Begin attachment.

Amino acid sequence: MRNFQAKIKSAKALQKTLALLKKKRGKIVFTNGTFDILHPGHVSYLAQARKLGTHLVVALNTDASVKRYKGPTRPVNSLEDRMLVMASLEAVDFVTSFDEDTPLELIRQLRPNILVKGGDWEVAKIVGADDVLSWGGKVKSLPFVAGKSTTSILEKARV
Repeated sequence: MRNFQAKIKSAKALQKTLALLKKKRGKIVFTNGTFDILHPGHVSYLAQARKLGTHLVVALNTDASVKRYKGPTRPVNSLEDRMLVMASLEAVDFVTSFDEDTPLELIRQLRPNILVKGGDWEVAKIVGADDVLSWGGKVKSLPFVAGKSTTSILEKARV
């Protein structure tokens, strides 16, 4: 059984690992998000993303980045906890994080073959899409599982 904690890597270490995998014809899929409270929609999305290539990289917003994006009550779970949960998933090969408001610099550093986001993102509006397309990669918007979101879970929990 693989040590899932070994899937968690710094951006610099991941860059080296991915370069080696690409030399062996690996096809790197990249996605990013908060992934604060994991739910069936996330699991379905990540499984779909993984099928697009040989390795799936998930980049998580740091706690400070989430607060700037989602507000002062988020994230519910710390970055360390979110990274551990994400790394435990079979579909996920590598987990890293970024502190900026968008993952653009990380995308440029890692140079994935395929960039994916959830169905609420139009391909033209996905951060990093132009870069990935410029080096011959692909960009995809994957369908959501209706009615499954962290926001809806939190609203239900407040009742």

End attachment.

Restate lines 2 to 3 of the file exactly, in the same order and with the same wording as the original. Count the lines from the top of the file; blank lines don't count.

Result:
Repeated sequence: MRNFQAKIKSAKALQKTLALLKKKRGKIVFTNGTFDILHPGHVSYLAQARKLGTHLVVALNTDASVKRYKGPTRPVNSLEDRMLVMASLEAVDFVTSFDEDTPLELIRQLRPNILVKGGDWEVAKIVGADDVLSWGGKVKSLPFVAGKSTTSILEKARV
């Protein structure tokens, strides 16, 4: 059984690992998000993303980045906890994080073959899409599982 904690890597270490995998014809899929409270929609999305290539990289917003994006009550779970949960998933090969408001610099550093986001993102509006397309990669918007979101879970929990 693989040590899932070994899937968690710094951006610099991941860059080296991915370069080696690409030399062996690996096809790197990249996605990013908060992934604060994991739910069936996330699991379905990540499984779909993984099928697009040989390795799936998930980049998580740091706690400070989430607060700037989602507000002062988020994230519910710390970055360390979110990274551990994400790394435990079979579909996920590598987990890293970024502190900026968008993952653009990380995308440029890692140079994935395929960039994916959830169905609420139009391909033209996905951060990093132009870069990935410029080096011959692909960009995809994957369908959501209706009615499954962290926001809806939190609203239900407040009742």